NEW INSULATED MUFFLER SHIELD AND THE ARIES MUFFLER
A Combination That Beats the Heat (159 Degree Temperature
by LESLIE PAM
Shield-- click on an image to see an enlarged view.
cruising back from the National convention in Riverside,
with the temperature well over 100 degrees, I noticed that
my gas pedal foot was getting very hot, and I had to use
the hand throttle to go the rest of the way. It made me
wonder how many times we have heard that same complaint
about hot feet from our front seat passenger, while cruising
in the heat of a California summer. Like many others I have
consideresd a number of solutions-- ranging from muffler
shields and floorboard insulation to the firewall accessory
manufactured to fit the Model A. While I have tried all
or a combination of the above, in an attempt to make my
driver's compartment as free from heat and noise as possible,
I am going to restrict this article to our tests done on
different mufflers and shields.
Bob Travis and Bob Moore volunteered their sedans, as Travis
had the Aries muffler and Moore had a stock replacement
muffler. Most of the tests were going to be done on Travis
sedan, but I wanted a reading off of Moores stock
muffler for comparison.
Bob Travis and Bob Moore had the commercially-available
muffler shield already installed on their cars and I provided
an alternate choice with a prototype of my newly-designed
extreme-duty muffler shield. Having had a bracket failure
on the currently-available shield, I had decided to improve
on the design, and I conceived of creating the insulated
shield which I subsequently built and am currently running
on my own car. In the original shield, the sheet metal brackets
which are made of the same gauge as the shield itself are
spot welded and tend to crack, due to the flimsy nature
of the design. If you have one of those on your car I would
recommend checking for this problem, as Bob Travis
shield had a serious crack in the rear bracket which I pointed
out to him when we removed it for one of the tests. To eliminate
this problem on the new shield, I am fabricating 1/8 inch
steel brackets that are attached with 3/8 bolts. I also
wanted to create a more efficient insulated shield by sandwiching
a commercially-available heat-absorbing material between
two pieces of sheet metal.
get accurate readings on all the tests, I used a hand-held
infrared thermometer, with a laser to pinpoint the exact
spots we wanted to test. All measurements were made from
Traviss sedan has an Aries muffler and a 160 degree
thermostat, which kept the engine temperature at a constant
160 degrees. Bob Moores sedan has a stock muffler
and no thermostat, so we used a towel over the radiator
to keep his engine temp at 160 degrees. The temperatures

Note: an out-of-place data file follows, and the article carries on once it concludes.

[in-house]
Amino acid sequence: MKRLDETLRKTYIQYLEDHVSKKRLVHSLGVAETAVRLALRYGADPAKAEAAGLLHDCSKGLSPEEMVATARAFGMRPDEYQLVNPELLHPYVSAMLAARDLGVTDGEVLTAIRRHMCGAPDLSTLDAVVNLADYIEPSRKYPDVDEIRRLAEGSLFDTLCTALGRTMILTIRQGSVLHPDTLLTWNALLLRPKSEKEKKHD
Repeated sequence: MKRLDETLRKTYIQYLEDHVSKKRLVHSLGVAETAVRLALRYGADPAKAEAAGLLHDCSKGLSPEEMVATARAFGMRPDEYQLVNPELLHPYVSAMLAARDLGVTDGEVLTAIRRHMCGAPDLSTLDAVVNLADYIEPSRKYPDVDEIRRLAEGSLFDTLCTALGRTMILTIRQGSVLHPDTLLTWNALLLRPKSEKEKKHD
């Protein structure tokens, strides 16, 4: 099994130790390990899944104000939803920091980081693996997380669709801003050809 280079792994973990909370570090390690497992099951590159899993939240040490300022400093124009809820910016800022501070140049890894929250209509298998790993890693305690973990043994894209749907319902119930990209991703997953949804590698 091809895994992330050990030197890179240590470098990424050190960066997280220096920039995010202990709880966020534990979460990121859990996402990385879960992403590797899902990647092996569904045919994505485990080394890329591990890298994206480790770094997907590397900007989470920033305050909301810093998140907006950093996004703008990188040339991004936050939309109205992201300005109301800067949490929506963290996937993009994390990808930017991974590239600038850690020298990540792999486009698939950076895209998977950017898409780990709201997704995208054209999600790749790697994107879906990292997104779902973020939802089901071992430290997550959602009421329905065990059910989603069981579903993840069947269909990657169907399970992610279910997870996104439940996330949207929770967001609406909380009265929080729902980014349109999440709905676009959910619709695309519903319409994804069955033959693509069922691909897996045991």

were checked periodically with the infrared thermometer
pointed to the center of the core.
when we started measuring the temperature off the muffler,
which was always done at the front and rear seams, we noticed
that when the engine was cold, the temperature was hotter
than when the engine warmed up. This is due to the effects
of scavenging. When the hot exhaust gases come into contact
with the cold manifold, exhaust pipe, and then muffler,
the gases condense, slowing down the flow, hence the higher
exhaust temperatures. After reaching operating temperatures,
the scavenging effect produces a faster flow and less heat
in your passenger compartment.
Bob Travis sedan measured 330 degrees at the front
seam of the muffler with the engine cold and 207 degrees
at the front seam when at 160 degrees operating temperature.
Bob Moores sedan went from 394 degrees at the front
seam with a cold engine to 289 degrees at the front seam
when at 160 degree operating temperature. It is interesting
to note the 82 degree differential between the Aries and
the more common replacement muffler after the cars reached
Traviss sedan with muffler temperature at front seam
read 207 degrees and as expected with no muffler shield,
207 degrees from the top side coming into contact with the
Traviss sedan with commercially available muffler
shield read 160 off shield coming off the front of the muffler,
which is a reduction of 47 degrees less heat than is coming
directly off the muffler.
Traviss sedan with my extreme duty muffler shield
read 130 off the shield coming off the front of the muffler,
which is a reduction of 77 degrees less heat than is directly
coming directly off the muffler.
Aries muffler runs 82 degrees cooler than the "other
muffler". The extreme duty shield gives you an additional
30 degrees of reduction over the "other shield".
reduction is 159 degrees with the extreme shield and Aries
muffler combination. That is 159 degrees of heat reduction
under the floorboards of your passengers feet.
Traviss sedan was also fitted with a special rubber
pad with 1/8 inch aluminized material bonded to the backside
that I designed to fit under the carpet and go up the entire
firewall from inside the car. He will test this combination
of extreme duty muffler shield and firewall kit throughout
the year as we need to put this combination to the summer
torture test. My own car has all of these modifications
and while coming back from last years Zaca Lake trip with
the temperature well over 105, my wife Ann never complained
about her hot feet. Either Bob Travis or I will be carrying
the infrared thermometer with us on club tours, so please
ask us to check the temperature of your floorboards in the
passenger area. Then decide if your passenger deserves the
time and effort to do this improvement. And please dont
take our word for it; ask Joyce or Ann, our better halves.
Moore is president and Bob Travis is technical advisor to
the Santa Anita A's Model A Ford Club, Arcadia, California.]
"KOOL FEET" Muffler shield is available from Leslie
Pam for $79.95.
Tel: 310-275-3836 Email: LAKoolp@pacbell.net